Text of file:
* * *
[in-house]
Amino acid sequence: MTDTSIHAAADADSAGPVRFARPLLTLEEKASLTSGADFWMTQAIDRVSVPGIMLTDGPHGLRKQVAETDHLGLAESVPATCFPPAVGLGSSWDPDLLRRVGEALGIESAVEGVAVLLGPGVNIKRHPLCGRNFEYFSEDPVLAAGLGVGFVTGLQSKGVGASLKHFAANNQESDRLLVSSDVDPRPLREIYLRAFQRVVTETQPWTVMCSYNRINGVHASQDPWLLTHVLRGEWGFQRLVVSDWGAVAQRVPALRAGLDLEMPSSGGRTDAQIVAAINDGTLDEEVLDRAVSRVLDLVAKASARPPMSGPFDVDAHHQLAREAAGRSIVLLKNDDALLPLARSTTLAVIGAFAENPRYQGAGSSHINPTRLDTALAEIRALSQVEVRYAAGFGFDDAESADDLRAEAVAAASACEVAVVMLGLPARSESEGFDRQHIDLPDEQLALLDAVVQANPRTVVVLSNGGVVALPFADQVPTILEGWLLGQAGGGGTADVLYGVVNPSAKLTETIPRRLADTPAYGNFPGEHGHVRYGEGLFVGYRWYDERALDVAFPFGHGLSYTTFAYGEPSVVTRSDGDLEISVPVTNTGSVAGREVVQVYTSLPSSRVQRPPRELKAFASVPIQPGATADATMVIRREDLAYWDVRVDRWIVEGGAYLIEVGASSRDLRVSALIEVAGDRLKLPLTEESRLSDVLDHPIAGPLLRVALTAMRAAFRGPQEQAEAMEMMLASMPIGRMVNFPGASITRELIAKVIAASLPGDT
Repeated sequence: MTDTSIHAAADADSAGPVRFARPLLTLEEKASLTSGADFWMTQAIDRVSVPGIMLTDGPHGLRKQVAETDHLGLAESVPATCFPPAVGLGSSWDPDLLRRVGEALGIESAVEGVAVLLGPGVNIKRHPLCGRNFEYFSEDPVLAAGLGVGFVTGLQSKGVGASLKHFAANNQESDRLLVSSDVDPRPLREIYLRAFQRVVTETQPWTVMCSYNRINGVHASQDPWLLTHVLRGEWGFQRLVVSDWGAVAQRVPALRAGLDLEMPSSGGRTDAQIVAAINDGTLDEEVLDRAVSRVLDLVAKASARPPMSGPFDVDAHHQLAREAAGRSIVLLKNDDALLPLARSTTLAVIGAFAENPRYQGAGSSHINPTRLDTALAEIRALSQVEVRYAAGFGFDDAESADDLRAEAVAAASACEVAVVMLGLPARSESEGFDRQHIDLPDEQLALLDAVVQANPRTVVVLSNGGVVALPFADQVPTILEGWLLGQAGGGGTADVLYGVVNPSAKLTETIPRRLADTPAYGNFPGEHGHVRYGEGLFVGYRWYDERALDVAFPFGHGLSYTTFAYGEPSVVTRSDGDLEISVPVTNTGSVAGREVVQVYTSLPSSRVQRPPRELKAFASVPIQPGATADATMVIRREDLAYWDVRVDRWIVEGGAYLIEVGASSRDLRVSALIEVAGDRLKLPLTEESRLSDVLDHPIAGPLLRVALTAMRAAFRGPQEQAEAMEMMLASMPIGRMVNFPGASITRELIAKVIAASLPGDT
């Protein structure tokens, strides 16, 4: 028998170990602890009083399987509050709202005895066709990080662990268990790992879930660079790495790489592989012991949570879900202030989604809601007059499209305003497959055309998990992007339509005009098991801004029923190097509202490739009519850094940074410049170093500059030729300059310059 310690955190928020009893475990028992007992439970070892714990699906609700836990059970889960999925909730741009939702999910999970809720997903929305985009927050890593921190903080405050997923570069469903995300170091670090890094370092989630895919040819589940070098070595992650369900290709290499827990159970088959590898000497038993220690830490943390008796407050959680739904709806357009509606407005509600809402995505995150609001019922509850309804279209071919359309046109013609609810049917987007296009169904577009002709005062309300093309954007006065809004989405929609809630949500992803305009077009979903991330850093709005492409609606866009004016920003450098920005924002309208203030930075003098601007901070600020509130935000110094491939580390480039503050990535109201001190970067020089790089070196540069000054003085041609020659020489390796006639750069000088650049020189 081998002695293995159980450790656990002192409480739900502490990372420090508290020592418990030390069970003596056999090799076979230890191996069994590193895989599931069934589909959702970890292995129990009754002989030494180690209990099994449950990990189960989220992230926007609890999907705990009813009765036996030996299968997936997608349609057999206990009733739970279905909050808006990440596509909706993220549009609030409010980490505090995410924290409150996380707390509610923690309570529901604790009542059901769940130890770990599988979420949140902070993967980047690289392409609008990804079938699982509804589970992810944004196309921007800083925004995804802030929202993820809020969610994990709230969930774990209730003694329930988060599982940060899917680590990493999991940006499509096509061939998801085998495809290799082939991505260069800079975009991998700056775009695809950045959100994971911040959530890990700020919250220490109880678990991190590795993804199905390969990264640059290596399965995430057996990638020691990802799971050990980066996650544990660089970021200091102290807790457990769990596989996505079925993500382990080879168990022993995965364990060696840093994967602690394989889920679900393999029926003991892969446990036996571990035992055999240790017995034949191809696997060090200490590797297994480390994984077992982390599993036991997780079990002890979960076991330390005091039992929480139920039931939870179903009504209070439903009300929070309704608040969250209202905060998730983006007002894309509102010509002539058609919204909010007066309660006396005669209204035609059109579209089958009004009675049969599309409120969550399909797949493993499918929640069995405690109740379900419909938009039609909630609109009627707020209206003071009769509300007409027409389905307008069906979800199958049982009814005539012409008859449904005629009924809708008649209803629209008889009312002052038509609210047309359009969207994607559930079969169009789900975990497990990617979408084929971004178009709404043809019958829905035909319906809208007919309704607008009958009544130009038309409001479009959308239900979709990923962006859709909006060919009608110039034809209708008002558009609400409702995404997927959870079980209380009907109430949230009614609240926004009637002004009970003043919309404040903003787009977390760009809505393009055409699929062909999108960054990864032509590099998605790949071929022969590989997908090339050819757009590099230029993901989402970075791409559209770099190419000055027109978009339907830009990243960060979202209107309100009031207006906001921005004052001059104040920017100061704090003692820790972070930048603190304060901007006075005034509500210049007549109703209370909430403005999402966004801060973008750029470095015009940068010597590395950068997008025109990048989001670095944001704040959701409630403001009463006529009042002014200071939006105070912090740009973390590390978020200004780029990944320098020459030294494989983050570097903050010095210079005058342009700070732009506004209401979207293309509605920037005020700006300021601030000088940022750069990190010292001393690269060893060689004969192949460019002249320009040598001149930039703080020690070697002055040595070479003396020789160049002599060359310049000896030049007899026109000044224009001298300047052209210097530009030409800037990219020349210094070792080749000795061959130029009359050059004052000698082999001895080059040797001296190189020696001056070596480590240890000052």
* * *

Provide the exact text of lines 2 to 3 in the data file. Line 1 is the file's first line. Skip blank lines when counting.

Amino acid sequence: MTDTSIHAAADADSAGPVRFARPLLTLEEKASLTSGADFWMTQAIDRVSVPGIMLTDGPHGLRKQVAETDHLGLAESVPATCFPPAVGLGSSWDPDLLRRVGEALGIESAVEGVAVLLGPGVNIKRHPLCGRNFEYFSEDPVLAAGLGVGFVTGLQSKGVGASLKHFAANNQESDRLLVSSDVDPRPLREIYLRAFQRVVTETQPWTVMCSYNRINGVHASQDPWLLTHVLRGEWGFQRLVVSDWGAVAQRVPALRAGLDLEMPSSGGRTDAQIVAAINDGTLDEEVLDRAVSRVLDLVAKASARPPMSGPFDVDAHHQLAREAAGRSIVLLKNDDALLPLARSTTLAVIGAFAENPRYQGAGSSHINPTRLDTALAEIRALSQVEVRYAAGFGFDDAESADDLRAEAVAAASACEVAVVMLGLPARSESEGFDRQHIDLPDEQLALLDAVVQANPRTVVVLSNGGVVALPFADQVPTILEGWLLGQAGGGGTADVLYGVVNPSAKLTETIPRRLADTPAYGNFPGEHGHVRYGEGLFVGYRWYDERALDVAFPFGHGLSYTTFAYGEPSVVTRSDGDLEISVPVTNTGSVAGREVVQVYTSLPSSRVQRPPRELKAFASVPIQPGATADATMVIRREDLAYWDVRVDRWIVEGGAYLIEVGASSRDLRVSALIEVAGDRLKLPLTEESRLSDVLDHPIAGPLLRVALTAMRAAFRGPQEQAEAMEMMLASMPIGRMVNFPGASITRELIAKVIAASLPGDT
Repeated sequence: MTDTSIHAAADADSAGPVRFARPLLTLEEKASLTSGADFWMTQAIDRVSVPGIMLTDGPHGLRKQVAETDHLGLAESVPATCFPPAVGLGSSWDPDLLRRVGEALGIESAVEGVAVLLGPGVNIKRHPLCGRNFEYFSEDPVLAAGLGVGFVTGLQSKGVGASLKHFAANNQESDRLLVSSDVDPRPLREIYLRAFQRVVTETQPWTVMCSYNRINGVHASQDPWLLTHVLRGEWGFQRLVVSDWGAVAQRVPALRAGLDLEMPSSGGRTDAQIVAAINDGTLDEEVLDRAVSRVLDLVAKASARPPMSGPFDVDAHHQLAREAAGRSIVLLKNDDALLPLARSTTLAVIGAFAENPRYQGAGSSHINPTRLDTALAEIRALSQVEVRYAAGFGFDDAESADDLRAEAVAAASACEVAVVMLGLPARSESEGFDRQHIDLPDEQLALLDAVVQANPRTVVVLSNGGVVALPFADQVPTILEGWLLGQAGGGGTADVLYGVVNPSAKLTETIPRRLADTPAYGNFPGEHGHVRYGEGLFVGYRWYDERALDVAFPFGHGLSYTTFAYGEPSVVTRSDGDLEISVPVTNTGSVAGREVVQVYTSLPSSRVQRPPRELKAFASVPIQPGATADATMVIRREDLAYWDVRVDRWIVEGGAYLIEVGASSRDLRVSALIEVAGDRLKLPLTEESRLSDVLDHPIAGPLLRVALTAMRAAFRGPQEQAEAMEMMLASMPIGRMVNFPGASITRELIAKVIAASLPGDT